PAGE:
GuardKnox approaches automotive cybersecurity with a primary focus on restricted communication between the car’s various networks. GuardKnox’s patented Communication Lockdown system prevents attacks from altering the functionality of the vehicle without requires constant online connectivity.
And it can defend against both known or unknown attacks, the company says.
GuardKnox technology filters all messages received by the vehicle through three levels of verification. The system first validates the legality of the message’s source at the routing layer, the legality of the message’s content at the content layer, and finally that the message is both legitimate and relevant to the specific function to which it was relayed.
This creates a purely deterministic system that has zero false positives, GuardKnox says.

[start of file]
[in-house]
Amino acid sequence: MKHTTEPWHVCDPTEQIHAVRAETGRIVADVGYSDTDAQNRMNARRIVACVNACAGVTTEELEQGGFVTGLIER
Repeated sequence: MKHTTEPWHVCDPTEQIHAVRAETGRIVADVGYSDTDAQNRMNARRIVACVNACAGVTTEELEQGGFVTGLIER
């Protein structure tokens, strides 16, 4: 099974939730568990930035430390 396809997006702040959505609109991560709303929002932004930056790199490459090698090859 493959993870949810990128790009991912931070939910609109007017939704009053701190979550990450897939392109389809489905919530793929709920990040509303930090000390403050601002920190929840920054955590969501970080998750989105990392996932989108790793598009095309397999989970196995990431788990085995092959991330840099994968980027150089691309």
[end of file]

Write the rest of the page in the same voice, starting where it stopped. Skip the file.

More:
Its patented cyber solution Service-Oriented Architecture (SOA) enables customization of the vehicle and secured high-performance, on-board data storage and processing for automotive manufacturers.
GuardKnox says its “cybersecurity solution family is the foundational layer for added connectivity, services and personalization – creating an improved end-user experience and revenue generating opportunities for manufacturers. As a complete ECU, it integrates seamlessly into the vehicle, the value chain and the vehicle production process.”
Founded in 2016, the company says it has raised a significant yet undisclosed amount in a financing round.